But then why not say so? I honestly don’t know. It is not as if being in RUBOP is some monstrously embarrassing past indiscretion. I feel there has to be something there, maybe simply that he was in proximity to some scandal or the like. Eventually, it will out: Russian journalists are no less tenacious than their Western counterparts and perhaps precisely because of the difficult environment in which they operate can be even shrewder in ferreting out the facts. I doubt this is especially important in itself, but the very opacity says something about the culture of today’s Russia, that even a public figure’s resume from twenty years back can be considered none of our business.

Meanwhile, let’s see how he measures up to the job…

 

 

 

 

February 2016 Publications Round-Up

As ever, a quick summary for those interested:

Ramzan Kadyrov: the Kremlin’s Public Frenemy Number One,’ ECFR commentary, 1 February 2016

Why the Litvinenko Enquiry Was Not a ‘Farce’‘, Russia!, 1 February 2016

What Putin’s Security Appointments Say About How Russia Works‘, War On The Rocks, 9 February 2016

Free Sergei Lavrov!‘, Foreign Policy, 17 February 2016

Welcome to the stagnation of Retro-Brezhnevism,’ Business New Europe, 17 February 2016

Imagining 2030: Taking the Trans-Siberian to Moscow,’ PS21, 21 February 2016

Don’t Buy the Hype: Russia’s military is a lot weaker than Putin wants us to think,’ Vox, 23 February 2016

No Easy Fix for Syria,’ Moscow Times, 25 February 2016

‘Shadowy Spec Ops,’ AK-47 and Soviet Weapons, 2016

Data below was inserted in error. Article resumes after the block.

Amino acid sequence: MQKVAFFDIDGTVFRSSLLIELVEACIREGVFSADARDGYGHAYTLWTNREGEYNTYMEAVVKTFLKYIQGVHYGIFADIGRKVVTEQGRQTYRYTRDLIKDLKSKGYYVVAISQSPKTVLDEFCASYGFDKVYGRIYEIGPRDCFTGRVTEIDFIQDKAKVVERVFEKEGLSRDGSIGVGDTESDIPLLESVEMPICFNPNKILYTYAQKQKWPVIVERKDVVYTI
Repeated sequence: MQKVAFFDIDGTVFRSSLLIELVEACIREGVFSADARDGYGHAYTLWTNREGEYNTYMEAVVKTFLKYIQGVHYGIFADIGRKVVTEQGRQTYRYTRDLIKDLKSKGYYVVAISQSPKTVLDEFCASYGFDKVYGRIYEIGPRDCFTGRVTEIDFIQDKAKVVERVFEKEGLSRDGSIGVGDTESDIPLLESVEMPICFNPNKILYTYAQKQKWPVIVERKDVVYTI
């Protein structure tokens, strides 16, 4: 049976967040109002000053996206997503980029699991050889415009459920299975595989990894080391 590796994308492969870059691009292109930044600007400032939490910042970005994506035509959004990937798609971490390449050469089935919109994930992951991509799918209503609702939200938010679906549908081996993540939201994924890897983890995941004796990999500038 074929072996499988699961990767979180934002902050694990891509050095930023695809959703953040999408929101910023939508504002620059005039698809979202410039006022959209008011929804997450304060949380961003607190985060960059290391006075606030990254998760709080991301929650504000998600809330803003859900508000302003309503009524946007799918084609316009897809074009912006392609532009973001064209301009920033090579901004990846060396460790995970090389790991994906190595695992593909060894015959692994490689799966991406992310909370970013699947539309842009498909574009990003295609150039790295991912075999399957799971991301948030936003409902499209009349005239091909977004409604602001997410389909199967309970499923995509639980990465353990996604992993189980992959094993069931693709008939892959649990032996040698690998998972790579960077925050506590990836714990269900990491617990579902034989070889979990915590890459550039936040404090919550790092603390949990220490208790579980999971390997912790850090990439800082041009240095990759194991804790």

A Quick and Provisional GRU Update

Update: the afternoon I wrote this, it was announced that Lt Gen Igor Korobov has been appointed. Needless to say, I take full credit for forcing the Kremlin’s hand ;). Meanwhile Dyumin, perhaps as a consolation prize, perhaps because his position at the defence ministry had thus become untenable, moves across to become acting governor of Tula. So the military win this round – but apparently not easily.

 

GRU logoA month ago tomorrow, military intelligence chief Igor Sergun died of heart failure in the suburbs of Moscow (not in Lebanon, not anything exciting…). That the announcement of his successor would be delayed because of the long Christmas-to-Orthodox-New-Year holidays was expected. But despite a couple of times hearing suggestions that a name was about to be announced, no one yet.

It’s bad enough that we don’t even know what the agency should be called — it’s traditional form, the GRU, that even Putin uses, or the more anonymous GU (“the Main Directorate”) in official parlance? I talk a little about this in War On The Rocks here. But as the leadership vacuum continues to resist being filled, it is hard not to assume this is because the appointment is proving contentious. As near as I can tell–and all this needless ought to be taken with caution, as the people who really know aren’t going to tell–there is a three-cornered, asymmetric fight:

Steady As She Goes. The obvious stakeholders want the obvious choice: defence minister Shoigu, CoGS Gerasimov (probably) and the bulk of the GRU itself want one of Sergun’s deputies to succeed: Vyacheslav Kondrashev, Sergei Gizunov, Igor Lelin, or most likely, Igor Korobov. Obviously the new director’s interests and personality would have an impact, but essentially this is the continuity choice. (more…)